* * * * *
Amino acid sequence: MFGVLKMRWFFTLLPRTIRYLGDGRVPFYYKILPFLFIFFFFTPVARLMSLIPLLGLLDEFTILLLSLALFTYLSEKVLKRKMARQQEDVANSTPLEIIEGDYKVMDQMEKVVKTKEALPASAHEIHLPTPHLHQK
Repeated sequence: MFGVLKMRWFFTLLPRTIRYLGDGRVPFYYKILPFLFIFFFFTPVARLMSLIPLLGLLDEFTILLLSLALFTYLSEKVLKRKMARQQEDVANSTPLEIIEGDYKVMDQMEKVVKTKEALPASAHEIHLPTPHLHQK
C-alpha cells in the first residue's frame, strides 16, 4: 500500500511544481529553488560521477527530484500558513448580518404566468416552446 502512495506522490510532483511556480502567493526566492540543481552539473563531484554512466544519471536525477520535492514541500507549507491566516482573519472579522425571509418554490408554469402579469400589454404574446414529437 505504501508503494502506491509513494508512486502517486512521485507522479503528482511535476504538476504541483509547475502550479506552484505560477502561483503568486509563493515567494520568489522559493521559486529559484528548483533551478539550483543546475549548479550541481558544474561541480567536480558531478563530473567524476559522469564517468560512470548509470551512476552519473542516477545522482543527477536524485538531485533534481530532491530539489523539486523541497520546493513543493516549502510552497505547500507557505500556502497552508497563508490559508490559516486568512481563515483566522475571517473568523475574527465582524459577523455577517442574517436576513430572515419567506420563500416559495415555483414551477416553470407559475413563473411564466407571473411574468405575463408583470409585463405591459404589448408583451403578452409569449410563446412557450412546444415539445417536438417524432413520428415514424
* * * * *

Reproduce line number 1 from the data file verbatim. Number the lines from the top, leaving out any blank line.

Amino acid sequence: MFGVLKMRWFFTLLPRTIRYLGDGRVPFYYKILPFLFIFFFFTPVARLMSLIPLLGLLDEFTILLLSLALFTYLSEKVLKRKMARQQEDVANSTPLEIIEGDYKVMDQMEKVVKTKEALPASAHEIHLPTPHLHQK